More than half of America's rivers and streams contain water that is in "poor condition for aquatic life," with increasing pollution and erosion endangering several species, according to a survey.
The Environmental Protection Agency assessed data from 2,000 rivers and streams in 2008-2009, the most recent figures available, which showed 55 percent of waterways to be in poor biological health and unable to support healthy populations of aquatic insects and other creatures.
Twenty-three percent were in "fair shape," while 21 percent were in good biological health, the Associated Press added, citing the report.
Reuters quoted Nancy Stone, acting administrator of the EPA's Office of Water, as saying, "This new science shows that America's streams and rivers are under significant pressure."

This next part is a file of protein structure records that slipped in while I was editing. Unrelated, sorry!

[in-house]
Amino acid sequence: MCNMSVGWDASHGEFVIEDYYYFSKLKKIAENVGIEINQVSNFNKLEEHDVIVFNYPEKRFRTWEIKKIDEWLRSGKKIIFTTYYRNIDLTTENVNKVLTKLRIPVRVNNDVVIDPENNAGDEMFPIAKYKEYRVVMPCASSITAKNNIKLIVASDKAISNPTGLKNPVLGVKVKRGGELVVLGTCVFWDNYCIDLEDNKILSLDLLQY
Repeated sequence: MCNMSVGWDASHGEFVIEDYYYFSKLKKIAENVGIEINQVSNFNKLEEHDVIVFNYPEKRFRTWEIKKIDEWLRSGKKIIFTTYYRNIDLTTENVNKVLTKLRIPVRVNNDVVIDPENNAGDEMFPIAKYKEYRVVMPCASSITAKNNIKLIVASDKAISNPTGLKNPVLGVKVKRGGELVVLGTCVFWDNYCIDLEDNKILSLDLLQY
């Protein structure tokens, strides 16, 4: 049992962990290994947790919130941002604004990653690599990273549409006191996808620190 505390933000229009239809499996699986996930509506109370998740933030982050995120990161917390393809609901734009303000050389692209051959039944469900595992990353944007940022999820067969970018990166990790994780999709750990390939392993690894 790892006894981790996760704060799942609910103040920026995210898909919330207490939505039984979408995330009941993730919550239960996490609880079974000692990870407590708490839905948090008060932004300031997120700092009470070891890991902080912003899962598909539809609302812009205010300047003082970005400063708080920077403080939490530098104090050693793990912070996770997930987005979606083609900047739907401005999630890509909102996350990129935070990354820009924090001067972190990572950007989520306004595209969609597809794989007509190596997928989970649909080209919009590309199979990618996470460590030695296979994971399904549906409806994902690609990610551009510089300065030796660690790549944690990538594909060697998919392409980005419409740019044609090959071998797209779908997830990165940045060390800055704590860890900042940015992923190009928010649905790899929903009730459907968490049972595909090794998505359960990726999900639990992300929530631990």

Rivers in the country's east were in the worst condition: More than 70 percent of streams and rivers from the Texas coast to the New Jersey coast were in poor shape.
The healthiest streams and rivers were in Western mountain areas, where only 26 percent were classified as in poor condition.
According to Reuters, the report blamed high levels of phosphorus and nitrogen, mainly caused by runoff from urban areas.
Such "nutrient pollution" increases algae levels and decreases oxygen levels which are required by fish and other aquatic life.
Other water bodies showed increases in bacteria and mercury, which are deemed a health risk.